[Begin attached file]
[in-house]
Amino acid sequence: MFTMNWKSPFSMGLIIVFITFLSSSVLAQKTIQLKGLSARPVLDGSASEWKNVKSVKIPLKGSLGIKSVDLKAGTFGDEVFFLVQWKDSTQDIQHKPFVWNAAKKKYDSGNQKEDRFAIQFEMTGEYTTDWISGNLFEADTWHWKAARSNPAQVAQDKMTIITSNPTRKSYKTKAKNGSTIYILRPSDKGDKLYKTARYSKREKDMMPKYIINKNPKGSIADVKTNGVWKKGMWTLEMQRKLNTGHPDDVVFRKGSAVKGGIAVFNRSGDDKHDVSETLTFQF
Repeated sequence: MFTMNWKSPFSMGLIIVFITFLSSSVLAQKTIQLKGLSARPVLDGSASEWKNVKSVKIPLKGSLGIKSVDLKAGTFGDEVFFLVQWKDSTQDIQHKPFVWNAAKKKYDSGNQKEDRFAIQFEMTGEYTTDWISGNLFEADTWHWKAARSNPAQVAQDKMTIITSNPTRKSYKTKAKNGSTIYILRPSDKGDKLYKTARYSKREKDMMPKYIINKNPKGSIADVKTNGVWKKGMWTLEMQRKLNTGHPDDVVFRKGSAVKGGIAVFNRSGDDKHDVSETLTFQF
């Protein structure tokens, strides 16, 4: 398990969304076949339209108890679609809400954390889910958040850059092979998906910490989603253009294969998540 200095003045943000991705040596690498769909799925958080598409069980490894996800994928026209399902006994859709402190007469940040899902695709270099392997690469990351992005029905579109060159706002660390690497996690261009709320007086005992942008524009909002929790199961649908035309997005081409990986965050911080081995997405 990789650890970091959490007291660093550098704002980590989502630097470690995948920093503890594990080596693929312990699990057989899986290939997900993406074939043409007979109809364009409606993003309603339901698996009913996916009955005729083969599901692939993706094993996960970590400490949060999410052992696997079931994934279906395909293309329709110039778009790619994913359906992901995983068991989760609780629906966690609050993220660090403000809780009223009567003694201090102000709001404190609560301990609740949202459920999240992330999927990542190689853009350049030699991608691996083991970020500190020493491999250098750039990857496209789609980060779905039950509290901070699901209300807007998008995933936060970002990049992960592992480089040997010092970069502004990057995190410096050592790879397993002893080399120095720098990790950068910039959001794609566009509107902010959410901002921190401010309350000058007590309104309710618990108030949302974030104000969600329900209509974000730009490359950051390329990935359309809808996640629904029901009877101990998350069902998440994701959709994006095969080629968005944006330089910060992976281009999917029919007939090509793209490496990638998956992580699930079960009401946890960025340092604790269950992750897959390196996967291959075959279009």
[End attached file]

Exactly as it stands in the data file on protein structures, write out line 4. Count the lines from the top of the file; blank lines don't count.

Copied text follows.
């Protein structure tokens, strides 16, 4: 398990969304076949339209108890679609809400954390889910958040850059092979998906910490989603253009294969998540 200095003045943000991705040596690498769909799925958080598409069980490894996800994928026209399902006994859709402190007469940040899902695709270099392997690469990351992005029905579109060159706002660390690497996690261009709320007086005992942008524009909002929790199961649908035309997005081409990986965050911080081995997405 990789650890970091959490007291660093550098704002980590989502630097470690995948920093503890594990080596693929312990699990057989899986290939997900993406074939043409007979109809364009409606993003309603339901698996009913996916009955005729083969599901692939993706094993996960970590400490949060999410052992696997079931994934279906395909293309329709110039778009790619994913359906992901995983068991989760609780629906966690609050993220660090403000809780009223009567003694201090102000709001404190609560301990609740949202459920999240992330999927990542190689853009350049030699991608691996083991970020500190020493491999250098750039990857496209789609980060779905039950509290901070699901209300807007998008995933936060970002990049992960592992480089040997010092970069502004990057995190410096050592790879397993002893080399120095720098990790950068910039959001794609566009509107902010959410901002921190401010309350000058007590309104309710618990108030949302974030104000969600329900209509974000730009490359950051390329990935359309809808996640629904029901009877101990998350069902998440994701959709994006095969080629968005944006330089910060992976281009999917029919007939090509793209490496990638998956992580699930079960009401946890960025340092604790269950992750897959390196996967291959075959279009």